After playing with the alpha build of VGCollect for a few minutes, I replied “Merry Christmas, Scott!” and we started talking and planning what steps to make next.
VGCollect was born.
From there, with only Matt, myself and the original 5,000+ DigitalSomething games in its database, and we began work on the early stages of VGCollect’s database.
At first we just added all our own games to the site and tested functionality. I began buying up Game Boy games just to add cart images to the site too. When everything seemed to be stable and user friendly, Matt opened the site to Beta testing via Reddit and Digitpress forums.
After a few months of testing under a closed environment, we opened the the site up to the public, while still in beta mode.
Everything was going great! Users started joining in the site and adding their games. Then more people joined and word of mouth started spreading. We could tell that we had something special happening.
Then the unthinkable happened. The server that hosted the site went down and the hosting company shut its doors. Matt was notified what was happening, but due to a misunderstanding of the notice, he failed to do the backups in time.
Matt was certain that everything was automatically backed up nightly, but when he was finally able to get a hold of the backup files, he found that all data from November 2nd - 21th, 2011 was missing.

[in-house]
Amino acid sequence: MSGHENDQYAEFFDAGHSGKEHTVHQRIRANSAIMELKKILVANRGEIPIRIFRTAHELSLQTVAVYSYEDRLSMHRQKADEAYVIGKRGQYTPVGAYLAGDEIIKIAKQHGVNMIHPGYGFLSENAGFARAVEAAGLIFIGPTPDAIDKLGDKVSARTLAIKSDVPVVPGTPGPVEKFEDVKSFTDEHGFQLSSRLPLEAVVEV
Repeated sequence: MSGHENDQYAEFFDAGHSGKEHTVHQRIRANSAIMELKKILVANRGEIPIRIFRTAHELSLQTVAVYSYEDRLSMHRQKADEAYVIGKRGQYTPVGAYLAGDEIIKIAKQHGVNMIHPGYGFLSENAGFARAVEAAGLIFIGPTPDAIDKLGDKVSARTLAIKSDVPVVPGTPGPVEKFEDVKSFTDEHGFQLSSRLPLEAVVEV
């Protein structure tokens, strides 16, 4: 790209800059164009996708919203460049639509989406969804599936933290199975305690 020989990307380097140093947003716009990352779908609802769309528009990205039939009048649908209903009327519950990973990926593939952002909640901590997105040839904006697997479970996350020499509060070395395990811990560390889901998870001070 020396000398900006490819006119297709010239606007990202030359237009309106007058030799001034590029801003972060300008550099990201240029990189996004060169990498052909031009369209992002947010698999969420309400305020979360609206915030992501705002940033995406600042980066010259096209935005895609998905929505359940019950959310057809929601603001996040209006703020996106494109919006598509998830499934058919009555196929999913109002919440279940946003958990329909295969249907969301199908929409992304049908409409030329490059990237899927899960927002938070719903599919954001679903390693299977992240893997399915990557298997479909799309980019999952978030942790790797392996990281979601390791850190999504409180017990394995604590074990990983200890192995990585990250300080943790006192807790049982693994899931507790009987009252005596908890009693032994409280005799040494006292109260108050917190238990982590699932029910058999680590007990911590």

We lost tons of information, from user accounts, entire collections, game listings, edits to forum posts. Anyone who joined the site during that period lost their accounts and their entire collection listings. It was completely devastating.
VGCollect could have easily died after this happened. Many users felt that our site was unstable, and unreliable. New users who had joined during this period we deflated, after having spent hours or days entering all their information. The trust that our users had in us was shaken, or at least it seemed like it.
When the site came back online, on a new server, something amazing happened.
Once we opened up the ability to add games and do edits again, many of our users dedicated days of their time to rebuilding the missing content. They began searching Google caches for missing forum posts, and re-entering all the data they had already added just days before. The community became an even tighter knit group as a result as well.
I believe this bounce back helped our community develop into the one it is today. Without the most excellent folks that helped us rebuild that lost month, who knows what would have happened to VGCollect.
By the end of that first year, we ended the beta testing period. VGCollect had also grown from just two users to 2,527 users, tracking 10,706 items in their collections. The database more than tripled in size and ended 2011 with 19,715 items listed within it.
Now, five years later, the VGCollect has welcomed over 24,000 users, tracking more than one and a half million items in their collections and the database has grown to over 85,000 items! That is completely mind blowing.
Thanks to everyone that has helped maintain VGCollect over the years. From the admins, who volunteer their time and sanity in order to keep the database running smooth. To the users who have built and make our community better than any other video game forum on the Internet.
Without any of you, VGCollect wouldn’t be what it is today.